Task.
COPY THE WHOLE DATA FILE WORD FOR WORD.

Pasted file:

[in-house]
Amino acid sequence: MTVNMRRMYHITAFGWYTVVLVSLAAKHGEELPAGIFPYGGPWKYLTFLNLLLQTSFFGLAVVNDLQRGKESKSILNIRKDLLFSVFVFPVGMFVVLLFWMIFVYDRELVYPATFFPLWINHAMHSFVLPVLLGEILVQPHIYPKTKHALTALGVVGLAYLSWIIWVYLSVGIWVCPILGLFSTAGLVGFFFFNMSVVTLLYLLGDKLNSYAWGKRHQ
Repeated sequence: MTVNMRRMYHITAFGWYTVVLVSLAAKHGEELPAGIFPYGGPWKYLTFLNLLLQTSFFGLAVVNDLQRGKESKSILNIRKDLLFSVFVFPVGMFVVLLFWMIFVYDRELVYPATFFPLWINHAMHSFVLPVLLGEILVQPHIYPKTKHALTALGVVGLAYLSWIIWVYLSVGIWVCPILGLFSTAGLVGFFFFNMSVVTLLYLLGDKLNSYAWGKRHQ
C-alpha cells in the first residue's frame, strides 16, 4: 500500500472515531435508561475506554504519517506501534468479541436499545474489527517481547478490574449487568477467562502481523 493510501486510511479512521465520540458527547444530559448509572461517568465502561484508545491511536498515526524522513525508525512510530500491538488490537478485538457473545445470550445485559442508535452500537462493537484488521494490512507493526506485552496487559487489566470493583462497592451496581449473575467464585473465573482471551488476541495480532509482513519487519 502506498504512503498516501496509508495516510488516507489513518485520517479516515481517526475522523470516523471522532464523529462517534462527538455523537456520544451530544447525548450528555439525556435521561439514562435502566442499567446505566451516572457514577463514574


[in-house]
Amino acid sequence: MTVNMRRMYHITAFGWYTVVLVSLAAKHGEELPAGIFPYGGPWKYLTFLNLLLQTSFFGLAVVNDLQRGKESKSILNIRKDLLFSVFVFPVGMFVVLLFWMIFVYDRELVYPATFFPLWINHAMHSFVLPVLLGEILVQPHIYPKTKHALTALGVVGLAYLSWIIWVYLSVGIWVCPILGLFSTAGLVGFFFFNMSVVTLLYLLGDKLNSYAWGKRHQ
Repeated sequence: MTVNMRRMYHITAFGWYTVVLVSLAAKHGEELPAGIFPYGGPWKYLTFLNLLLQTSFFGLAVVNDLQRGKESKSILNIRKDLLFSVFVFPVGMFVVLLFWMIFVYDRELVYPATFFPLWINHAMHSFVLPVLLGEILVQPHIYPKTKHALTALGVVGLAYLSWIIWVYLSVGIWVCPILGLFSTAGLVGFFFFNMSVVTLLYLLGDKLNSYAWGKRHQ
C-alpha cells in the first residue's frame, strides 16, 4: 500500500472515531435508561475506554504519517506501534468479541436499545474489527517481547478490574449487568477467562502481523 493510501486510511479512521465520540458527547444530559448509572461517568465502561484508545491511536498515526524522513525508525512510530500491538488490537478485538457473545445470550445485559442508535452500537462493537484488521494490512507493526506485552496487559487489566470493583462497592451496581449473575467464585473465573482471551488476541495480532509482513519487519 502506498504512503498516501496509508495516510488516507489513518485520517479516515481517526475522523470516523471522532464523529462517534462527538455523537456520544451530544447525548450528555439525556435521561439514562435502566442499567446505566451516572457514577463514574